And then, Roy attacks the vehicle mid-transport and claims to be the real man behind the Arrow hood. To Roy, he's protecting Oliver who would do the same thing if the situation were reversed. And yet, it's also a frustrating final development because it just feels like a one-note character getting in the way of potentially great storytelling. It's a stalling tactic. Oliver, Ra's and Lance all know the truth. But Roy stepping in to take the blame is a complication none of them expected or wanted. Oliver was doing a selfless act that Roy simply couldn't accept. He still blames himself for all the pain he has caused the police department. Apparently, he enjoys the thought of getting caught. That's what is exciting to him right now - which feels like rushed character development to make the final move make more sense. It's not something that I see having lasting repercussions for the show. The strategy Ra's has put in motion will only stop once Oliver has accepted the job or is behind bars. Roy's sacrifice just gets in the way of that endgame.

Some more thoughts:
  • "Public Enemy" was written by Marc Guggenheim & Wendy Mericle and directed by Dwight Little.
  • Ray is critically injured during the attack on the mayor's office from last week. And yet, he is saved by some revolutionary nano-technology he has created. I was never expecting him to die in such an anti-climatic and drawn out way. So this story lacked a sense of urgency.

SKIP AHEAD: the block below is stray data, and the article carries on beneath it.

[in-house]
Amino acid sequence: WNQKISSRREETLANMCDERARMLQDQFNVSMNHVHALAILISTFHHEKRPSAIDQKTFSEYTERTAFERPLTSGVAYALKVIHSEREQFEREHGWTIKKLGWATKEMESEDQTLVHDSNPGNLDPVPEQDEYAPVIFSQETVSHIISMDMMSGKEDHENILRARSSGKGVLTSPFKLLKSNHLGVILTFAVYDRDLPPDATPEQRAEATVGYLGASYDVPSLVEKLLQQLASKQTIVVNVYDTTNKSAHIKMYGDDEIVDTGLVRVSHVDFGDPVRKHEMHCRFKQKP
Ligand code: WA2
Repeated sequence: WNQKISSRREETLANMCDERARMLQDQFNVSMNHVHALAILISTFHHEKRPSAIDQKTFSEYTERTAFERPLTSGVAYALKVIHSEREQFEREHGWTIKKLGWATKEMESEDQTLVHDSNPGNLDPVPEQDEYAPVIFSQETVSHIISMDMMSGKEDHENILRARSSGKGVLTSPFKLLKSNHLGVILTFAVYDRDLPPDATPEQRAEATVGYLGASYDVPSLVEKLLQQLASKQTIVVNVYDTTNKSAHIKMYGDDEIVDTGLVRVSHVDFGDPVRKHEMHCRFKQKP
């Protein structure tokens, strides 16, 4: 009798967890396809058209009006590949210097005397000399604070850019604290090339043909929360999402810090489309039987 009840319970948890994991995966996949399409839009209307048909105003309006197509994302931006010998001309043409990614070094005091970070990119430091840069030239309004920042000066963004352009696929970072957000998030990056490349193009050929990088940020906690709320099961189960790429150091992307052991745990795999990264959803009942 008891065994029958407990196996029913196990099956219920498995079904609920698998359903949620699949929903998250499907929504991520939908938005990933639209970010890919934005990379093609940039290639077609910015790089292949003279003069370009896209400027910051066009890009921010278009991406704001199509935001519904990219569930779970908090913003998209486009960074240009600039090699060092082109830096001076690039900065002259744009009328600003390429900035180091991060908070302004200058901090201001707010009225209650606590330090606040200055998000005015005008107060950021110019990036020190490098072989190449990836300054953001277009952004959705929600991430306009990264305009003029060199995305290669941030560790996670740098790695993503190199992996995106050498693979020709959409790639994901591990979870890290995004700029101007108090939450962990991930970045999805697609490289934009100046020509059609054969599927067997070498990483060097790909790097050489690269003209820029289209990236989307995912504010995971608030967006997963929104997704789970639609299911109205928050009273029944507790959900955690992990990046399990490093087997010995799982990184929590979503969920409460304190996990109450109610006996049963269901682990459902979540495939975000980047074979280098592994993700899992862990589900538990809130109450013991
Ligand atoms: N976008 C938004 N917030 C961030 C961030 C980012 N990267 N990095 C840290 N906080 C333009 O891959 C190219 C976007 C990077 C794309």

• Felicity's mother pops up again to support her daughter in this time of need with Ray and Oliver. And yet, I'm getting rather tried that the main thrust of Felicity's character arc this season is solely about her great love for Oliver. I like the two as a couple - certainly more than her and Ray. However, the show is just pushing it too hard for it to feel as natural as it once was.
  • You could kinda guess that things wouldn't end too happily for Roy given that he started the episode naked in bed with Thea.
  • Captain Lance knew going into this manhunt that Felicity, Laurel and Roy were the Arrow's accomplices. And yet, he didn't use any of them to put the pressure on the Arrow in order to trap him.
  • In flashbacks, the woman Oliver ran into in Hong Kong who looked like Shado is actually her twin sister which was the reveal I was always expecting. It wasn't a completely necessary story beat. The flashback story especially feels like it's being dragged out to fill the 23-episode season.
  • "You have no idea how powerful the truth can be." That is just a fantastic line.